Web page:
was in fifth grade a library book changed my life, first by trying to kill me,
then by inspiring me to be an author.
to write a book report, you see, and my mom didn’t have time to take me to the
library. She pointed out that my older
sister had just been the library, and there were a bunch of books in our room,
so why didn’t I try one of those, hm? The trouble was that the books were right inside the bedroom door, on
the slippery wooden floor. Next thing I
knew books were flying everywhere and I was facedown with a throbbing elbow and
a book smashing my nose. The book under
my nose looked interesting, though. It
didn’t have the prettiest cover I’d ever seen, but it did have a couple of
things going for it: it had dragon on the cover (my favorite movie as a kid was
the animated Flight of Dragons), it had a gold Newbery medal sticker which I
was sure would earn me extra points, and I was pretty sure that it was also on
the shelves in my classroom, which I hoped would also earn me extra points. (Fifth grade was a year fraught with
drama. I needed some extra points with
was called The Hero and the Crown, by Robin McKinley, and it was amazing. It had everything you could want in a book:
adventure, magic, romance, a princess with long red hair who has a magic sword
and slays dragons astride her courageous white war horse. Oh, how I wanted to be Aerin! How I wanted a horse like Talat! That book report was a joy to write! And in the course of writing it, I discovered
something: This was Robin McKinley’s job. Her job was to write books about magic, and adventure, and dragons, and
red-headed heroines! I decided right
then and there that one day this would be my job, too. I didn’t know how you went about becoming an
author, but I figured it would be a good idea to study what other people had
done, so I went out looking for more books like The Hero and the Crown.
keep in mind that this was a good fifteen years BP (Before (Harry) Potter), so
there wasn’t a whole lot to choose from, especially for an
eleven-year-old. I’d read The Hobbit and the Chronicles of Narnia, of course, but until I started really looking I’d
thought that’s all there was. I loved
The Hobbit, and still do, and I loved Narnia, though I really wanted to smack
Susan Pevensie for caring more about make up and boys than Narnia, and the
ending of The Last Battle really freaked me out. And really, how many times can you reread
those books before you get tired of them? So I went looking, and I found...
first off, I found more Robin McKinley, like The Blue Sword, a Newbery Honor
book and a companion to The Hero and the Crown, and The Door in the Hedge, a
marvelous collection of short stories that I reread until my copy was in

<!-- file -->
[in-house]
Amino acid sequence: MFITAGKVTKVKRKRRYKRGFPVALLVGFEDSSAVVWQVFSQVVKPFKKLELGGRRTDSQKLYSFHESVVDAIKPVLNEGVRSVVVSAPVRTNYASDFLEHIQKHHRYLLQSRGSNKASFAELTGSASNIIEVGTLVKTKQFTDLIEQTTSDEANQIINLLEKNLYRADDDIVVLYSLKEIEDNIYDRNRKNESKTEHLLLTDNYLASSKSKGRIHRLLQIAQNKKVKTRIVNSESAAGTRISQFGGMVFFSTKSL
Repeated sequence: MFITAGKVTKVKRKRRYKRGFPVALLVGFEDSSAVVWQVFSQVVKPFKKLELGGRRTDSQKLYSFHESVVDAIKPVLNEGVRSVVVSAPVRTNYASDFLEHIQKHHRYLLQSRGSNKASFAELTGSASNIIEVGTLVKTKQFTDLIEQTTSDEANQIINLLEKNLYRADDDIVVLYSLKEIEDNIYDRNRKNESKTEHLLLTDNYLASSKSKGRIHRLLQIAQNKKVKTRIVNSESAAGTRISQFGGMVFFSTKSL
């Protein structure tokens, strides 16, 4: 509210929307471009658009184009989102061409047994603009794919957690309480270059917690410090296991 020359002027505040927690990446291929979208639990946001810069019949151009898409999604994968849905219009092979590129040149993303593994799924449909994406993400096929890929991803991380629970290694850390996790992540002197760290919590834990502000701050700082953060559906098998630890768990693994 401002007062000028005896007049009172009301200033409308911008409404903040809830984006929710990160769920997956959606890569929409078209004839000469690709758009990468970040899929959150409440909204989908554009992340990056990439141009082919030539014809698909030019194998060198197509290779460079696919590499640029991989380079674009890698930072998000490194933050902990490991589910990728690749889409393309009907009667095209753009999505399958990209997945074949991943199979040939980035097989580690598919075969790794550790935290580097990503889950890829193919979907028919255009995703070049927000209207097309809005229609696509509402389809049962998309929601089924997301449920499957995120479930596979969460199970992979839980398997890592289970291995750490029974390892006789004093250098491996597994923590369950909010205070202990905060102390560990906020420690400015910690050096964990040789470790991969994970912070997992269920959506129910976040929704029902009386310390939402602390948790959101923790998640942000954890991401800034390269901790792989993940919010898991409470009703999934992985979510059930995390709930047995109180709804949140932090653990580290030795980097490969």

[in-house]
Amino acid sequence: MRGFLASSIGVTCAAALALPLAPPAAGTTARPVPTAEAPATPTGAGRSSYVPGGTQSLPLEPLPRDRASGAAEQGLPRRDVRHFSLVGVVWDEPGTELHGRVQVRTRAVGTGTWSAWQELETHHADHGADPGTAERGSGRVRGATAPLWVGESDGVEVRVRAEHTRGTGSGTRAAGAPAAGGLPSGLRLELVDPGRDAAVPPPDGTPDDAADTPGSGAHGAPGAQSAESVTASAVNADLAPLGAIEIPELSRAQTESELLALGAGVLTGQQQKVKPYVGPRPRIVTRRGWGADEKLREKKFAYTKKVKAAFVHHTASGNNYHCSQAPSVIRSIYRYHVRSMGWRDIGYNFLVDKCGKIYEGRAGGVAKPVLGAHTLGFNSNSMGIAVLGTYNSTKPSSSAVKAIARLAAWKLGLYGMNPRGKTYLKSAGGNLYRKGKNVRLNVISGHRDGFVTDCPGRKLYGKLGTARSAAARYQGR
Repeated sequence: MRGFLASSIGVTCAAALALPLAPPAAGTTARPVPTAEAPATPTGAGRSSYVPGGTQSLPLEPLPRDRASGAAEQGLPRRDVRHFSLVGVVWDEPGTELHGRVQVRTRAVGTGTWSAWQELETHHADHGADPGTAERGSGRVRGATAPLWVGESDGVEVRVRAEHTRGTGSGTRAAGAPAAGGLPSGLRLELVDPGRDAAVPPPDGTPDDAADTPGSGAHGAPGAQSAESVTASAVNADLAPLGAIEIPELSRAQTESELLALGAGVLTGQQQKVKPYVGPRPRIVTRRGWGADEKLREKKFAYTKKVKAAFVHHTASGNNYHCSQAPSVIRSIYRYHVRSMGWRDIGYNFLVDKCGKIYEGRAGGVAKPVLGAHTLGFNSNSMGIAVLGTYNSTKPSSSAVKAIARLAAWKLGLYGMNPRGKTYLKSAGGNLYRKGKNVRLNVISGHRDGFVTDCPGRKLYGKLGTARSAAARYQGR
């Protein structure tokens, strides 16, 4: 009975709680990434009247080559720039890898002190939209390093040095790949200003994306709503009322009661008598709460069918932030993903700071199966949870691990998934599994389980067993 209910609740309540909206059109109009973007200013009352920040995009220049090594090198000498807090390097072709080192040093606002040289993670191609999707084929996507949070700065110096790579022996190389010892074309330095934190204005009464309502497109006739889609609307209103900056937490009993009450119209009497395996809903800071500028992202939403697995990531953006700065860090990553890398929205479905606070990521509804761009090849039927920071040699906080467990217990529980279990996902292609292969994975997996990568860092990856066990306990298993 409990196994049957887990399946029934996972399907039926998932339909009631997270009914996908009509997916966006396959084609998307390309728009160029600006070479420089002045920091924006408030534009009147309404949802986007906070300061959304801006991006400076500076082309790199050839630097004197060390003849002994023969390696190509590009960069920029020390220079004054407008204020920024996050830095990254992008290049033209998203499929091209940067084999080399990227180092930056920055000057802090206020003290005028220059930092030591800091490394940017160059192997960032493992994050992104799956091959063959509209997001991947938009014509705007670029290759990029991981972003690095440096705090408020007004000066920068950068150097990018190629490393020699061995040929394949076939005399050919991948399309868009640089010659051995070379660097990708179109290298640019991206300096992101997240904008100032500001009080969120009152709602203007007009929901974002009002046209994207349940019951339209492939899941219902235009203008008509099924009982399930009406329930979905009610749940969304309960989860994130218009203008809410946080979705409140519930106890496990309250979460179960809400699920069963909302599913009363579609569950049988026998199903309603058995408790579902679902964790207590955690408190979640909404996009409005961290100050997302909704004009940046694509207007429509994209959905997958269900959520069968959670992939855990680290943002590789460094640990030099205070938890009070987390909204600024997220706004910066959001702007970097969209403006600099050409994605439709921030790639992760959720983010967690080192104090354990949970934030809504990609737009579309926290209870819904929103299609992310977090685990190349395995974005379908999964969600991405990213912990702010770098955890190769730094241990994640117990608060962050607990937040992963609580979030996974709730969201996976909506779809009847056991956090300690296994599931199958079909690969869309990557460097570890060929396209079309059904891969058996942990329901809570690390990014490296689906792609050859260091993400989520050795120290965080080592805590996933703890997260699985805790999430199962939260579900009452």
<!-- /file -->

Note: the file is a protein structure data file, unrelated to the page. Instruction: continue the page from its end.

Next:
pieces. Shelved next to McKinley was
McKillip, Patricia, which is how I found the wonderful and strange Forgotten
Beasts of Eld. On the shelf above the
M’s, under J-K-L, I found Jones, Diana Wynne, and that became another
life-changing experience. The three Diana
Wynne Jones books that the public library had were Dogsbody, Howl's Moving
Castle, and Stopping for a Spell. Dogsbody
was something I didn’t even have words for.
It was delightful, and heartbreaking, and at the end of it all, in a
strange way, a love story. Not only
that, it was somehow both science fiction and fantasy, which I had never seen
before. Then I moved on (alphabetically,
of course), to Howl’s Moving Castle and Stopping for a Spell, which again I had
no words for.
they were funny.
there is humor in The Hobbit. There’s
humor in McKinley’s books and Lewis’s books and a lot of other books. But in the first story in Stopping for a
Spell, some children turn their old armchair into a large man wearing a pink
striped suit just like the upholstery of the old chair, and then they have to
try and turn him back. Just the chapter
headings in Howl’s Moving Castle are so funny they made me laugh out loud. Fantasy books could be funny? Laugh-out-loud funny? My joy knew no bounds! Now my fantasy quest took off in two directions:
the Search for the Epically Chunky, and the Search for the Funny.
Search for the Funny quickly found me in the hands of Daniel Pinkwater, who writes
hilarious and incredibly imaginative books like The Last Guru, Alan
Mendelssohn, Boy From Mars, and Lizard Music. After Pinkwater’s madcap tales I found Douglas Adams’s Hitchhiker’s Guide
to the Galaxy and its laugh-til-you-stop-breathing sequels, and from Adams I
leaped to Neil Gaiman and Terry Pratchett’s Good Omens.
shocked me then, and still does a little, when people say they don’t like
fantasy, or won’t read it. For me,
fantasy was everything. Fantasy was an
escape from the humdrum world. Fantasy
was fun. It was adventure. It was romance. It was a career and a future.